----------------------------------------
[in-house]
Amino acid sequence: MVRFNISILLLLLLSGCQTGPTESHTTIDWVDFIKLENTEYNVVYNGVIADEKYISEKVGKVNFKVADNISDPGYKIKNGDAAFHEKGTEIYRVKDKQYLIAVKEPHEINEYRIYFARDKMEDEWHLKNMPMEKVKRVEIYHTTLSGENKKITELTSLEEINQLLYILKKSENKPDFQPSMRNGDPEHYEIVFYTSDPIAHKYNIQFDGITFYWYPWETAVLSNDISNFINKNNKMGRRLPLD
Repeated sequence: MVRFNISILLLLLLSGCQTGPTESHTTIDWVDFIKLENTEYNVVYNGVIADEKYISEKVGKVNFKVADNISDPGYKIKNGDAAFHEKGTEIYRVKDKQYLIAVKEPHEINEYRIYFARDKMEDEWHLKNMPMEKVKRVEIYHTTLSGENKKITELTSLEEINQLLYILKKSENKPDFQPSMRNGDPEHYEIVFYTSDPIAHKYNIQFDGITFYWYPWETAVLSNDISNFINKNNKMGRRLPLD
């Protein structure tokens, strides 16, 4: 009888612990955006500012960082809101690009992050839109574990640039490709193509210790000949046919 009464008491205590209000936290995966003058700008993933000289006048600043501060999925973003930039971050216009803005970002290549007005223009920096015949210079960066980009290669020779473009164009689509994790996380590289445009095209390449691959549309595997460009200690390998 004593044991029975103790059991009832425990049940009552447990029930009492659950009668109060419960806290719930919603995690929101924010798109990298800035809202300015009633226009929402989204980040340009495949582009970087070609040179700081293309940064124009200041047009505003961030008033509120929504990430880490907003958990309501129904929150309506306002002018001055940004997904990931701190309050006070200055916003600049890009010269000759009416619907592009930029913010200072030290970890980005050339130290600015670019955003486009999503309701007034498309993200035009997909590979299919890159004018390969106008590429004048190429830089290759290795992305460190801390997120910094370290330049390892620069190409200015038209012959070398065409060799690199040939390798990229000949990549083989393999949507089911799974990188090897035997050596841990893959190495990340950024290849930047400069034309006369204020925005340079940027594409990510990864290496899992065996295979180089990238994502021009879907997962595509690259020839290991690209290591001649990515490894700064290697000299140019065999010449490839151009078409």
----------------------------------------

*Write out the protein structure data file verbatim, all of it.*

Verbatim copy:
[in-house]
Amino acid sequence: MVRFNISILLLLLLSGCQTGPTESHTTIDWVDFIKLENTEYNVVYNGVIADEKYISEKVGKVNFKVADNISDPGYKIKNGDAAFHEKGTEIYRVKDKQYLIAVKEPHEINEYRIYFARDKMEDEWHLKNMPMEKVKRVEIYHTTLSGENKKITELTSLEEINQLLYILKKSENKPDFQPSMRNGDPEHYEIVFYTSDPIAHKYNIQFDGITFYWYPWETAVLSNDISNFINKNNKMGRRLPLD
Repeated sequence: MVRFNISILLLLLLSGCQTGPTESHTTIDWVDFIKLENTEYNVVYNGVIADEKYISEKVGKVNFKVADNISDPGYKIKNGDAAFHEKGTEIYRVKDKQYLIAVKEPHEINEYRIYFARDKMEDEWHLKNMPMEKVKRVEIYHTTLSGENKKITELTSLEEINQLLYILKKSENKPDFQPSMRNGDPEHYEIVFYTSDPIAHKYNIQFDGITFYWYPWETAVLSNDISNFINKNNKMGRRLPLD
């Protein structure tokens, strides 16, 4: 009888612990955006500012960082809101690009992050839109574990640039490709193509210790000949046919 009464008491205590209000936290995966003058700008993933000289006048600043501060999925973003930039971050216009803005970002290549007005223009920096015949210079960066980009290669020779473009164009689509994790996380590289445009095209390449691959549309595997460009200690390998 004593044991029975103790059991009832425990049940009552447990029930009492659950009668109060419960806290719930919603995690929101924010798109990298800035809202300015009633226009929402989204980040340009495949582009970087070609040179700081293309940064124009200041047009505003961030008033509120929504990430880490907003958990309501129904929150309506306002002018001055940004997904990931701190309050006070200055916003600049890009010269000759009416619907592009930029913010200072030290970890980005050339130290600015670019955003486009999503309701007034498309993200035009997909590979299919890159004018390969106008590429004048190429830089290759290795992305460190801390997120910094370290330049390892620069190409200015038209012959070398065409060799690199040939390798990229000949990549083989393999949507089911799974990188090897035997050596841990893959190495990340950024290849930047400069034309006369204020925005340079940027594409990510990864290496899992065996295979180089990238994502021009879907997962595509690259020839290991690209290591001649990515490894700064290697000299140019065999010449490839151009078409």